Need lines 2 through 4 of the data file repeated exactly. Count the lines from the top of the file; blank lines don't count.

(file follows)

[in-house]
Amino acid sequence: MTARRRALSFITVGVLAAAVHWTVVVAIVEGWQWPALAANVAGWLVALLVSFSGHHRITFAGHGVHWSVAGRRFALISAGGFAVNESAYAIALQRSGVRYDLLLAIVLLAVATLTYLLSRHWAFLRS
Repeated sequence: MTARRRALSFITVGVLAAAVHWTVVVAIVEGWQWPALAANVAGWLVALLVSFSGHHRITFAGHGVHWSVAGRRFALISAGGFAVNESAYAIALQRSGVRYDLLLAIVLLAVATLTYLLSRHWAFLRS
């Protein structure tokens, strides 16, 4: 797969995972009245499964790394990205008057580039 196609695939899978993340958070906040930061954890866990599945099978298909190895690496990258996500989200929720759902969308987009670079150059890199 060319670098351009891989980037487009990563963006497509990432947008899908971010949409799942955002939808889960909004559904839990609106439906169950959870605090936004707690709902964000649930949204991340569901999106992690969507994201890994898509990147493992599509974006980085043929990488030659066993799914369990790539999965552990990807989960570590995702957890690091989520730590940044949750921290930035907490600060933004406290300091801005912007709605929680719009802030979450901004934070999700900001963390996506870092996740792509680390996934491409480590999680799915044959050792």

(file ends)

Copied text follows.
Amino acid sequence: MTARRRALSFITVGVLAAAVHWTVVVAIVEGWQWPALAANVAGWLVALLVSFSGHHRITFAGHGVHWSVAGRRFALISAGGFAVNESAYAIALQRSGVRYDLLLAIVLLAVATLTYLLSRHWAFLRS
Repeated sequence: MTARRRALSFITVGVLAAAVHWTVVVAIVEGWQWPALAANVAGWLVALLVSFSGHHRITFAGHGVHWSVAGRRFALISAGGFAVNESAYAIALQRSGVRYDLLLAIVLLAVATLTYLLSRHWAFLRS
């Protein structure tokens, strides 16, 4: 797969995972009245499964790394990205008057580039 196609695939899978993340958070906040930061954890866990599945099978298909190895690496990258996500989200929720759902969308987009670079150059890199 060319670098351009891989980037487009990563963006497509990432947008899908971010949409799942955002939808889960909004559904839990609106439906169950959870605090936004707690709902964000649930949204991340569901999106992690969507994201890994898509990147493992599509974006980085043929990488030659066993799914369990790539999965552990990807989960570590995702957890690091989520730590940044949750921290930035907490600060933004406290300091801005912007709605929680719009802030979450901004934070999700900001963390996506870092996740792509680390996934491409480590999680799915044959050792």